Yet for that opportunity to be fulfilled, we in the West must provide the right kind of encouragement. Just as the city of Boston was once the cradle of a new ideal of liberty, we need to return to our roots by becoming once again a beacon of free thought and civility for the 21st century. When there is injustice, we need to speak out, not simply with condemnation, but with concrete actions.

One of the best places to do that is in our institutions of higher learning. We need to make our universities temples not of dogmatic orthodoxy, but of truly critical thinking, where all ideas are welcome and where civil debate is encouraged. I’m used to being shouted down on campuses, so I am grateful for the opportunity to address you today. I do not expect all of you to agree with me, but I very much appreciate your willingness to listen.

I stand before you as someone who is fighting for women’s and girls’ basic rights globally. And I stand before you as someone who is not afraid to ask difficult questions about the role of religion in that fight.

The connection between violence, particularly violence against women, and Islam is too clear to be ignored. We do no favors to students, faculty, nonbelievers and people of faith when we shut our eyes to this link, when we excuse rather than reflect.

So I ask: Is the concept of holy war compatible with our ideal of religious toleration? Is it blasphemy—punishable by death—to question the applicability of certain seventh-century doctrines to our own era? Both Christianity and Judaism have had their eras of reform. I would argue that the time has come for a Muslim Reformation.

Is such an argument inadmissible? It surely should not be at a university that was founded in the wake of the Holocaust, at a time when many American universities still imposed quotas on Jews.

The motto of Brandeis University is “Truth even unto its innermost parts.” That is my motto too. For it is only through truth, unsparing truth, that your generation can hope to do better than mine in the struggle for peace, freedom and equality of the sexes.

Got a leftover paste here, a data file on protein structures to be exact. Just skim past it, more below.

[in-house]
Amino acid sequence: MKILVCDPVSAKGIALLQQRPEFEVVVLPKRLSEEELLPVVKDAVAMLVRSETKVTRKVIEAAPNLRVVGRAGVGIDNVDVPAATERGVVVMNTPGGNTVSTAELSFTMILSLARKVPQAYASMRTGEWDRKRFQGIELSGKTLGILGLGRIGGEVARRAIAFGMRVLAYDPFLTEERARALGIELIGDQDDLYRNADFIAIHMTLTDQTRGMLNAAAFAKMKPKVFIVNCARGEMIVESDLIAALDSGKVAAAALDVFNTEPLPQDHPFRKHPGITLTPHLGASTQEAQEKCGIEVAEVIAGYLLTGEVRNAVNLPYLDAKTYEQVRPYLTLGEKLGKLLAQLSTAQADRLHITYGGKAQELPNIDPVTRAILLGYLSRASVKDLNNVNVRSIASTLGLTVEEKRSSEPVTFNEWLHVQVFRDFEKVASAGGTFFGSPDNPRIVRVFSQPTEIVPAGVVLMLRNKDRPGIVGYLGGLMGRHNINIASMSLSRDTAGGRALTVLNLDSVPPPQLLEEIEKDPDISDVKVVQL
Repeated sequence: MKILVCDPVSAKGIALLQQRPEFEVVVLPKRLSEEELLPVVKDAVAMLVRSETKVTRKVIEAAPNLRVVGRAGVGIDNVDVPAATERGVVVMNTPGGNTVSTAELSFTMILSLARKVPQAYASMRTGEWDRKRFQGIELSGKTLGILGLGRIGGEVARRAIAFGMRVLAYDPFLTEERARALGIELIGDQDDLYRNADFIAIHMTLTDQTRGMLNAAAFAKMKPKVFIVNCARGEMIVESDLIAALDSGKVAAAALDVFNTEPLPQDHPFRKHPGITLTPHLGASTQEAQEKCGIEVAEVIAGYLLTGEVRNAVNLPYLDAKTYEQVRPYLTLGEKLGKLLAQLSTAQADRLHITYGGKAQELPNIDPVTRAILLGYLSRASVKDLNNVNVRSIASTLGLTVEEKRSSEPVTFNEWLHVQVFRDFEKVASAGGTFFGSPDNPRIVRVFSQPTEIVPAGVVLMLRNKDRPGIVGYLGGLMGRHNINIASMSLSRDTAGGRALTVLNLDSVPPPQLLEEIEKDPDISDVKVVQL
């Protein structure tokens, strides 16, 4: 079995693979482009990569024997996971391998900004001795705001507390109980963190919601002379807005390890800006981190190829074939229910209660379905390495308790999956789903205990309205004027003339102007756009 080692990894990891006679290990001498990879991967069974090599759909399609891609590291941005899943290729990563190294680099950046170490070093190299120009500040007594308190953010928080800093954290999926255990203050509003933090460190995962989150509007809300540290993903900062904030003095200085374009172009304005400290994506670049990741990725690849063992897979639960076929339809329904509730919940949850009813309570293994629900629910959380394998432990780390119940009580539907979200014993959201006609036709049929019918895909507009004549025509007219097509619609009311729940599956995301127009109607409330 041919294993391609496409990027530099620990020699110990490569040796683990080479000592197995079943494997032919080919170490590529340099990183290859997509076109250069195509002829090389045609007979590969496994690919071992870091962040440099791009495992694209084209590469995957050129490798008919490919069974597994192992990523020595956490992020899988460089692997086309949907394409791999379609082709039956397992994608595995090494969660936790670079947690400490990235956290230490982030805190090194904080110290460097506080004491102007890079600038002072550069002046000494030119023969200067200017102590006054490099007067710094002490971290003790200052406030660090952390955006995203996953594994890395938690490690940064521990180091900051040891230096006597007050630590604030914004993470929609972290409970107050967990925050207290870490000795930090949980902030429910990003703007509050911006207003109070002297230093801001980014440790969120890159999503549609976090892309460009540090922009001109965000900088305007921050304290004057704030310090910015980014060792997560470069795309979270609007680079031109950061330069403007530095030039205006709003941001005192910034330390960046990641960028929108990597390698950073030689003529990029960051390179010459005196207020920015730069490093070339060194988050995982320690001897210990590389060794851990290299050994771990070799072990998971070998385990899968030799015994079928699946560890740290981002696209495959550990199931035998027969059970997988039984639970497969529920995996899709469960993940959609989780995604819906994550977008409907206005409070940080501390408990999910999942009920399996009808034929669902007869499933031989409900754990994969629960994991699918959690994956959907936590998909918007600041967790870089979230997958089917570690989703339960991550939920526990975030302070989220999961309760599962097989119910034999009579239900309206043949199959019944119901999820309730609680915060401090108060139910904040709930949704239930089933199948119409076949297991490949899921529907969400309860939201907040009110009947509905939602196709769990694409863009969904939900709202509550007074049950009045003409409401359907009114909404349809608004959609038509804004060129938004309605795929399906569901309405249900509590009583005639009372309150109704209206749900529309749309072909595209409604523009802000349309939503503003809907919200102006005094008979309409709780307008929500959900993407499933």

Ms. Hirsi Ali is the author of “Nomad: My Journey from Islam to America” (Free Press, 2010). She is a fellow at the Belfer Center of Harvard’s Kennedy School and a visiting fellow at the American Enterprise Institute.

Watch This Brilliant Parody! CAIR Reacts to Megyn Kelly’s Epic Smackdown!

download-75Answering Muslims, by David Wood:

This video is a possibly futile attempt to teach the Council on American-Islamic Relations (CAIR) a lesson about consistency.

CAIR has been attempting to block a film (The Honor Diaries) that draws attention to the plight of women and girls in Muslim countries.

After being recently steamrolled (twice) by Megyn Kelly and Brooke Goldstein, we can only hope that CAIR is finally ready to listen.

On the 100th Anniversary of International Women’s Day — What Are Feminists Doing About Honor Killings?

Phyllis Chesler

Phyllis Chesler

By :

Editor’s note: The following is adapted from a speech delivered on March 8 by the author in observance of  Women’s History Month to theGender Fairness Committee of the New York City Supreme Court.

When my Second Wave generation of feminists started out, Gender Fairness committees did not exist nor did as many women lawyers and judges or the number of feminist lawyers, both male and female, whom I see here today. As many of you know, my or should I say, our generation had the privilege of changing all that.

We also named and exposed the hidden epidemic of physical and sexual violence towards women and children.

Second Wave feminists challenged sexism in advertising, (we still do), the pornography industry, (which has grown), and prostitution which now includes human sexual trafficking.

We also challenged corporations for economically discriminating against women; that work continues. We took on drug companies whose medications caused women to die from cancer. We championed women’s reproductive and sexual rights but we also challenged birth control. We waged a war to save women’s lives. The work continues.

Courtesy of Second Wave feminist activism, more women entered previously all-male professions, and some men became feminists.

Before the Second Wave began making waves, mothers received little child support and less alimony—that has improved although custody battles have, in some ways, gotten harder, more terrible. The 25th anniversary edition of “Mothers on Trial” will be published this summer with eight new chapters.